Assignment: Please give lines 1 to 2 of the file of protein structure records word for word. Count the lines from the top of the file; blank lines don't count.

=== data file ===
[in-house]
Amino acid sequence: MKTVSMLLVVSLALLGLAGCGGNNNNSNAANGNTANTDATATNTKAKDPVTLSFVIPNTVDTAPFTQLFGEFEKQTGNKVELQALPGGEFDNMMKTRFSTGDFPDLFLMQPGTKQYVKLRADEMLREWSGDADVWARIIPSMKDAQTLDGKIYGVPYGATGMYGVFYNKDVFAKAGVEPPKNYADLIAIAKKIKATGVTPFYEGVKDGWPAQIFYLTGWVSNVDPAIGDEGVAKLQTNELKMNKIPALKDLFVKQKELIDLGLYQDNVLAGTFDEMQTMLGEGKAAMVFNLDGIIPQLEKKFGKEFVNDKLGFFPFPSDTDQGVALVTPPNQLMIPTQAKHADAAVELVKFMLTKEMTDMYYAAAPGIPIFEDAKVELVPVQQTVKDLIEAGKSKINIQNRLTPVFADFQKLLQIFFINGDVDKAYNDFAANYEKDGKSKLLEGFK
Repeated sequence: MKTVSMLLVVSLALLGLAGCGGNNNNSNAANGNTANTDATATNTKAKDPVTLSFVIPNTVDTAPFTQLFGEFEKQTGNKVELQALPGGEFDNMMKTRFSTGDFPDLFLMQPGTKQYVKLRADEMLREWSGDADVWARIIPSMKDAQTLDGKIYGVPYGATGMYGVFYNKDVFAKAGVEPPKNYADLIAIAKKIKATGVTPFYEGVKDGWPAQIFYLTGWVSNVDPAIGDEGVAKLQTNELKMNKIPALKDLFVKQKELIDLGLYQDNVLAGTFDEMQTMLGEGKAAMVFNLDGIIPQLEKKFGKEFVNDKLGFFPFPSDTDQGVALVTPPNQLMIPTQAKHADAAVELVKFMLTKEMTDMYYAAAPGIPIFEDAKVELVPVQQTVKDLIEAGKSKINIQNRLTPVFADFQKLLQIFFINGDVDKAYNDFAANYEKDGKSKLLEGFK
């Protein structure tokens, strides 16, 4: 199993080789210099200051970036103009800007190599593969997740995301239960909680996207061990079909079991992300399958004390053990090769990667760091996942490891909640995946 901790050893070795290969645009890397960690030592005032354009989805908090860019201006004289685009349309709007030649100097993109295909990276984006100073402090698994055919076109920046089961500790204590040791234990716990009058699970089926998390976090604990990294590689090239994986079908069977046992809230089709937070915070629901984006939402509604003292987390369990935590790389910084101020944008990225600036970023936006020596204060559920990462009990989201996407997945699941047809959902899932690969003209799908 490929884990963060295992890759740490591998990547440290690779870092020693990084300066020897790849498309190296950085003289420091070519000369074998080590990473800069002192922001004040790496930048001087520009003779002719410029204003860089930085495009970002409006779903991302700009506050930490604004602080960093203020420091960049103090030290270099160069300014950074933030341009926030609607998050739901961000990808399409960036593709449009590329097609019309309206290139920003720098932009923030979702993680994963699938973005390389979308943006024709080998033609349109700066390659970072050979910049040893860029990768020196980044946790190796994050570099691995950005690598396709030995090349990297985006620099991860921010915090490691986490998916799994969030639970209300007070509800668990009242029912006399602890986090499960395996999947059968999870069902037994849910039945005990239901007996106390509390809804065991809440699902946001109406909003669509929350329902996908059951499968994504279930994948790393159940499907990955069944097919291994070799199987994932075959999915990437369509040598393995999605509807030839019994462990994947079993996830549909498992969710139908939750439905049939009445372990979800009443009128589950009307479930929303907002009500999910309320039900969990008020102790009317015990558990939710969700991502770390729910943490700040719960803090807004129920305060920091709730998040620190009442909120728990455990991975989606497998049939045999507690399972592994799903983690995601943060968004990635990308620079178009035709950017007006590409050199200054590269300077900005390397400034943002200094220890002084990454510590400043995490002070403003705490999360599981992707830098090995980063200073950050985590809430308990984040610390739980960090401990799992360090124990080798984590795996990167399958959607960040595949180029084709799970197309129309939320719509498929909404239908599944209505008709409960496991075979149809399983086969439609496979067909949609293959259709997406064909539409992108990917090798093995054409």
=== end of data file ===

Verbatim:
[in-house]
Amino acid sequence: MKTVSMLLVVSLALLGLAGCGGNNNNSNAANGNTANTDATATNTKAKDPVTLSFVIPNTVDTAPFTQLFGEFEKQTGNKVELQALPGGEFDNMMKTRFSTGDFPDLFLMQPGTKQYVKLRADEMLREWSGDADVWARIIPSMKDAQTLDGKIYGVPYGATGMYGVFYNKDVFAKAGVEPPKNYADLIAIAKKIKATGVTPFYEGVKDGWPAQIFYLTGWVSNVDPAIGDEGVAKLQTNELKMNKIPALKDLFVKQKELIDLGLYQDNVLAGTFDEMQTMLGEGKAAMVFNLDGIIPQLEKKFGKEFVNDKLGFFPFPSDTDQGVALVTPPNQLMIPTQAKHADAAVELVKFMLTKEMTDMYYAAAPGIPIFEDAKVELVPVQQTVKDLIEAGKSKINIQNRLTPVFADFQKLLQIFFINGDVDKAYNDFAANYEKDGKSKLLEGFK